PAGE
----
TABLE 2__________________________________________________________________________ ##STR46##Comp. No.  R__________________________________________________________________________2.01   ##STR47##2.02   ##STR48##2.03   ##STR49##2.04   ##STR50##2.05   ##STR51##2.06   ##STR52##2.07   ##STR53##2.08   ##STR54##2.09   ##STR55##2.10   ##STR56##2.11   ##STR57##2.12   ##STR58##2.13   ##STR59##2.14   ##STR60##2.15   ##STR61##2.16   ##STR62##2.17   ##STR63##2.18   ##STR64##2.19   ##STR65##2.20   ##STR66##2.21   ##STR67##2.22   ##STR68##2.23   ##STR69##2.24   ##STR70##2.25   ##STR71##2.26   ##STR72##2.27   ##STR73##__________________________________________________________________________Comp. No.  R1                 Physical data__________________________________________________________________________2.01   H                       m.p. 87-89 C.2.02   CH32.03   ##STR74##2.04   H                       m.p. 69-71 C.2.05   H                       m.p. 64-66 C.2.06   H2.07   H2.08   H2.09   H2.10   ##STR75##2.11   ##STR76##2.12   H2.13   H2.14   H                       m.p. 86-88 C.2.15   H2.16   H                       m.p. 66-68 C.2.17   H2.18   H2.19   H2.20   H2.21   H2.22   H2.23   H2.24   ##STR77##2.25   ##STR78##2.26   H                       m.p. 64-66 C.2.27   H                       m.p. 90-92 C.__________________________________________________________________________
FORMULATION EXAMPLES

(throughout, percentages are by weight)

______________________________________Example F1: Emulsifiable concentrates                 a)      b)      c)______________________________________compound no. 101      25%     40%     50%calcium dodecylbenzenesulfonate                  5%      8%      6%castor oil polyethylene glycol ether                  5%     --      --(36 mol of ethylene oxide)tributylphenol polyethylene glycol                 --      12%      4%ether (30 mol of ethylene oxide)cyclohexanone         --      15%     20%xylene mixture        65%     25%     20%______________________________________

Emulsions of any desired concentration can be produced from such concentrates by dilution with water.

______________________________________Example F2: Solutions            a)      b)      c)     d)______________________________________compound no. 1.05            80%     10%     5%     95%ethylene glycol monomethyl            20%     --      --     --etherpolyethylene glycol            --      70%     --     --(mol. wt. 400)N-methyl-2-pyrrolidone            --      20%     --     --epoxidised coconut oil            --      --      1%      5%petroluem fraction            --      --      94%    --(boiling range 160-190 C.)______________________________________

The solutions are suitable for application in the form of micro-drops.

______________________________________Example F3: Granules           a)       b)      c)    d)______________________________________compound no. 1.02           5%       10%      8%   21%kaolin          94%      --      79%   54%highly dispersed silicic acid           1%       --      13%    7%attapulgite     --       90%     --    18%______________________________________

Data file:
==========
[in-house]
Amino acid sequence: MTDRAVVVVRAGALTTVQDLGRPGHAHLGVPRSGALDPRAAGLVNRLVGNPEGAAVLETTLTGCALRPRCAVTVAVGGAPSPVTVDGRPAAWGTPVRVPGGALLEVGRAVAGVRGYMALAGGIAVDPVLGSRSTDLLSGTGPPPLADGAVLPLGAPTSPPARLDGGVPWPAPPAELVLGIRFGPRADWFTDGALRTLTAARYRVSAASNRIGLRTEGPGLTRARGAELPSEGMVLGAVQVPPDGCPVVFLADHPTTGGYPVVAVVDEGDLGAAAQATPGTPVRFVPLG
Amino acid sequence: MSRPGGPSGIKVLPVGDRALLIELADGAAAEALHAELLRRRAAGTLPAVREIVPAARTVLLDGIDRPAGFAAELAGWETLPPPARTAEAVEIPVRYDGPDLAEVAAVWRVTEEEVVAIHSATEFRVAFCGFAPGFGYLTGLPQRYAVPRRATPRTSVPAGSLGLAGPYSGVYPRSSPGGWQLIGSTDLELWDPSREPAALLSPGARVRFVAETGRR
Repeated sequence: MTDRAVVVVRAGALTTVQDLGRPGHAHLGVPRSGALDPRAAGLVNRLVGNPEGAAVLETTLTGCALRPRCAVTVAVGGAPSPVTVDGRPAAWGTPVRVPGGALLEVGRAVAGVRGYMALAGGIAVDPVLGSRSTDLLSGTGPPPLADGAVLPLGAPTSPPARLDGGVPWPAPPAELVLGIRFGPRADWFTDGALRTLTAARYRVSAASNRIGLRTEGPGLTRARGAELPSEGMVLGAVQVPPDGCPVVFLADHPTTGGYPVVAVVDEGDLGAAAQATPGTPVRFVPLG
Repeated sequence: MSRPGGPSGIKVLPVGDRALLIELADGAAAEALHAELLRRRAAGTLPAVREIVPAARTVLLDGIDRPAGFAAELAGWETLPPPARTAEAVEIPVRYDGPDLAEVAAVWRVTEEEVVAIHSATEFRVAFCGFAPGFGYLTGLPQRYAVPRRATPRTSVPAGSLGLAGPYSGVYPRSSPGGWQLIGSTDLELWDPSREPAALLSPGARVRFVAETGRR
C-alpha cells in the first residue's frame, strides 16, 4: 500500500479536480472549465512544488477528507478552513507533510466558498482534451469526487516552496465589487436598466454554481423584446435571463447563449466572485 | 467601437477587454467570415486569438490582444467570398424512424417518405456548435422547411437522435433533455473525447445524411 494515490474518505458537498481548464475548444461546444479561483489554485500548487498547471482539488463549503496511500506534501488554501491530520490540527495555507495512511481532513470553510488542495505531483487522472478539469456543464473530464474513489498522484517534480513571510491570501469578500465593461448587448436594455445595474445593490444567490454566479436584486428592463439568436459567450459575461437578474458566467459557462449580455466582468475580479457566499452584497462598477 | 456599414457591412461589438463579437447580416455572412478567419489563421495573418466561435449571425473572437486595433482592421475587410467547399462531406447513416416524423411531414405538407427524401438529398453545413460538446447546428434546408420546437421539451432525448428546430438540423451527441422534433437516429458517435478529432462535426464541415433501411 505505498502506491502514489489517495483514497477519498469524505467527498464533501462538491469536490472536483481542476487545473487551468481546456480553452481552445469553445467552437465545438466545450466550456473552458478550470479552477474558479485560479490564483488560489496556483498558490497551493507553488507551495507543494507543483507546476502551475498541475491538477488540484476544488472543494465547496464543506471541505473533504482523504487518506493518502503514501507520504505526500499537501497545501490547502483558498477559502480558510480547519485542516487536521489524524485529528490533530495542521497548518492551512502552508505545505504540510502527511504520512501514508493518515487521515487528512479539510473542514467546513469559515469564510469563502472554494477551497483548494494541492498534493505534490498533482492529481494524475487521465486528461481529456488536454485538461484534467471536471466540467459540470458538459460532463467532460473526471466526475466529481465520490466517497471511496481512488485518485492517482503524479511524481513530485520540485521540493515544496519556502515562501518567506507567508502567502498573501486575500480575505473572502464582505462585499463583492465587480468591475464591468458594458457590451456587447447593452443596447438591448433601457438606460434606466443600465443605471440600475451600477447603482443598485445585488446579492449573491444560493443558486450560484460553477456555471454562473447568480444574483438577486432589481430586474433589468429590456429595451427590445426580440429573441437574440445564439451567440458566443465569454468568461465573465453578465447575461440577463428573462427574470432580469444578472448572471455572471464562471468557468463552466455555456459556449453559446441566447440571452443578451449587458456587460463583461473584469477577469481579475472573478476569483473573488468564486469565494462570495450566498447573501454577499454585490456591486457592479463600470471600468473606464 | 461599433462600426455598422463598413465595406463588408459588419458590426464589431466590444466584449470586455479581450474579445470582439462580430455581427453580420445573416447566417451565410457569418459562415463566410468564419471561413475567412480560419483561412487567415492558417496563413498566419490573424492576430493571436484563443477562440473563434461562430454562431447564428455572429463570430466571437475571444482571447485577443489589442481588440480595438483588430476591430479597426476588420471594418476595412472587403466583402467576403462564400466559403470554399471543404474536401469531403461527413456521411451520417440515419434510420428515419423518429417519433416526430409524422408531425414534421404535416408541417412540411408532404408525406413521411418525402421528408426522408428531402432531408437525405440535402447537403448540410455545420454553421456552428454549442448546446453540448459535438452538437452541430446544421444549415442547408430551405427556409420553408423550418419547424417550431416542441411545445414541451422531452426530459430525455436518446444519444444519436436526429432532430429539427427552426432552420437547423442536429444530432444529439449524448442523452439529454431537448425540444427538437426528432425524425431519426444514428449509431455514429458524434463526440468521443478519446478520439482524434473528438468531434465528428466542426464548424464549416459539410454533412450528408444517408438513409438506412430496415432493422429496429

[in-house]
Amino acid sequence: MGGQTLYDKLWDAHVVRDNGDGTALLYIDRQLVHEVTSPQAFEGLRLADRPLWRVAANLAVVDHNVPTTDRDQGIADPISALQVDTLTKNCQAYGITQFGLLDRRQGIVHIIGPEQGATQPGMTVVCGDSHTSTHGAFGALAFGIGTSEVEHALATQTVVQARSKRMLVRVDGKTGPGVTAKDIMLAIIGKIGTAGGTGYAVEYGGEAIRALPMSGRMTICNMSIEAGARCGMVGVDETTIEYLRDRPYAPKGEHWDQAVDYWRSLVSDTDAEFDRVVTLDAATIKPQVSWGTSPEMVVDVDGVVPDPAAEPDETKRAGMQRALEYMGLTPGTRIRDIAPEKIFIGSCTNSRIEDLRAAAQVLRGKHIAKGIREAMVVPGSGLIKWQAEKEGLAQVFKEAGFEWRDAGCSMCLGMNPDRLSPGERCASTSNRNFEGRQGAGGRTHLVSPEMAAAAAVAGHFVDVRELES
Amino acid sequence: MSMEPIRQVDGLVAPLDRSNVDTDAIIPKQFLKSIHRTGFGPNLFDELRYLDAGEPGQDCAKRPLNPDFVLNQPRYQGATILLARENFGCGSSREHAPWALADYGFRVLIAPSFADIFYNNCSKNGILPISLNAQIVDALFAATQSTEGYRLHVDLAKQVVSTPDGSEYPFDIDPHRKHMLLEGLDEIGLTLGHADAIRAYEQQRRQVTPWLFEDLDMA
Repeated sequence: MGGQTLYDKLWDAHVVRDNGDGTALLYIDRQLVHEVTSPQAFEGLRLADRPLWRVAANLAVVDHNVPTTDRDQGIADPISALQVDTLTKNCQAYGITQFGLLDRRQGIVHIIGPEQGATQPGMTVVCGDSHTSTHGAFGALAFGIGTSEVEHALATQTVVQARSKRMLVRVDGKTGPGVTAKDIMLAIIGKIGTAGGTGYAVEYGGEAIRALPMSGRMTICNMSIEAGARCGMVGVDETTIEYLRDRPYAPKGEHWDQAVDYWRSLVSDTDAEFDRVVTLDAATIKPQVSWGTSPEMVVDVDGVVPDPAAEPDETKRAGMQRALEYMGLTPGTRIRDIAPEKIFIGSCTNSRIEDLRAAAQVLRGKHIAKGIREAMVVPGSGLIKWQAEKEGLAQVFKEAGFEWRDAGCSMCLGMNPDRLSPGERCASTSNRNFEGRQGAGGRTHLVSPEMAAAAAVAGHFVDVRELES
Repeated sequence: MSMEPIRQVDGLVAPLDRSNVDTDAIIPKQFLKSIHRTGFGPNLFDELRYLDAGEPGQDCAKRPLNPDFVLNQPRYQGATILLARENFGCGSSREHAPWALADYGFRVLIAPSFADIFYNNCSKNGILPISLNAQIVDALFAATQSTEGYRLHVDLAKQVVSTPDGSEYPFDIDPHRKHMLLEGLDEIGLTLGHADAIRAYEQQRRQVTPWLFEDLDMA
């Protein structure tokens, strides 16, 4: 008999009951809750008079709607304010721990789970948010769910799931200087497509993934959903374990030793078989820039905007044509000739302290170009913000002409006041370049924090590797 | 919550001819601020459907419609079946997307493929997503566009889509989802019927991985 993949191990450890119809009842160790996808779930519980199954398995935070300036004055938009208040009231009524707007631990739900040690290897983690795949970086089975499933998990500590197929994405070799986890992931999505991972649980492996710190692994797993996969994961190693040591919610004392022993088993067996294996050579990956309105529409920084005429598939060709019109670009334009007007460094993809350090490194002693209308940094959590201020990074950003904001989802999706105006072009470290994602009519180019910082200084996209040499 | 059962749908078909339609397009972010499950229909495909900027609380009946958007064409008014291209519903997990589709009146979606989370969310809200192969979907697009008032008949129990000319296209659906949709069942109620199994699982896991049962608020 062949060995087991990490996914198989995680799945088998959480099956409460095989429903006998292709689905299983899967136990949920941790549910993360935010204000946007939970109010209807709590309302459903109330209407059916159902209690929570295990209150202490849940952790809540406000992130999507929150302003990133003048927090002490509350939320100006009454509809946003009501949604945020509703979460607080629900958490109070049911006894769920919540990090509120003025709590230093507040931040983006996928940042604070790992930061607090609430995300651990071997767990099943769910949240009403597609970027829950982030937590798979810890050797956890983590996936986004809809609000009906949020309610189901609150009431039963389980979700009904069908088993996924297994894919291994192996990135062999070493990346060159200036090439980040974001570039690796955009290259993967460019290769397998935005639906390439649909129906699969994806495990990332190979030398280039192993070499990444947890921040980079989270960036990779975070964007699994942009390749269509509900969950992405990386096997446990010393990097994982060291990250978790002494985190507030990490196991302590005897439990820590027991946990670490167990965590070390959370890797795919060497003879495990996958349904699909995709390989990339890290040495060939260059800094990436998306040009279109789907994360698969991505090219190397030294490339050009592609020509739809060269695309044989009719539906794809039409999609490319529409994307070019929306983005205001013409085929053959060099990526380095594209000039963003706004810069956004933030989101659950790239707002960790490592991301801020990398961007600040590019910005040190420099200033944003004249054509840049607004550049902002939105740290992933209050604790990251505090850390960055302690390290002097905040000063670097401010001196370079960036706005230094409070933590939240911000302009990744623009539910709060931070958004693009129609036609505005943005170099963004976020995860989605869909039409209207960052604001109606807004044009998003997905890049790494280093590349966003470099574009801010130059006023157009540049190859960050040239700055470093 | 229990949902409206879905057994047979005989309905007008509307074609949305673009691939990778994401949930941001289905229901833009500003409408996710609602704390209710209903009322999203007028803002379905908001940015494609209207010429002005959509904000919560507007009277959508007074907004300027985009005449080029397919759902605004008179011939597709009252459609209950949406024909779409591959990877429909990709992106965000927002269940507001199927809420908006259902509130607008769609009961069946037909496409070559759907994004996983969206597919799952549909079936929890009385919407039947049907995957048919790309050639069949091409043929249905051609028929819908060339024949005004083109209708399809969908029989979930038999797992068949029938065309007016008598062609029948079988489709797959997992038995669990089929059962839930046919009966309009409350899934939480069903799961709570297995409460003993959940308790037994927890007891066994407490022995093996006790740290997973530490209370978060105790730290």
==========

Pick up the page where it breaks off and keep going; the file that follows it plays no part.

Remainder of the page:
The active ingredient is dissolved in methylene chloride, the solution is sprayed onto the carrier, and the solvent is subsequently evaporated off in vacuo.

______________________________________Example F4: Dusts   a)      b)______________________________________compound no. 1.03   2%      5%highly dispersed silicic acid               1%      5%talcum              97%     --kaolin              --      90%______________________________________

Ready-for-use dusts are obtained by intimately mixing the carriers with the active ingredient.

______________________________________Example F5: Wettable powders                a)      b)       c)______________________________________compound no. 1.07    25%     50%      75%sodium lignosulfonate                5%       5%      --sodium laurylsulfate 3%      --        5%sodium diisobutylnaphthalene-                --       6%      10%sulfonateoctylphenol polyethylene glycol                --       2%      --ether (7-8 mol of ethyleneoxide)highly dispersed silicic acid                5%      10%      10%kaolin               62%     27%      --______________________________________

The active ingredient is mixed with the adjuvants and the mixture is thoroughly ground in a suitable mill, affording wettable powders which can be diluted with water to give suspensions of any desired concentration.

______________________________________Example F6: Emulsifiable concentrate______________________________________compound no. 1.07     10%octylphenol polyethylene glycol                  3%ether (4-5 mol of ethylene oxide)calcium dodecylbenzenesulfonate                  3%castor oil polyglycol ether                  4%(36 mol of ethylene oxide)cyclohexanone         30%xylene mixture        50%______________________________________

Emulsions of any desired concentration can be obtained from this concentrate by dilution with water.

______________________________________Example F7: Dusts  a)     b)______________________________________compound no. 1.07   5%     8%talcum             95%    --kaolin             --     92%______________________________________

Ready-for-use dusts are obtained by mixing the active ingredient with the carrier and grinding the mixture in a suitable mill.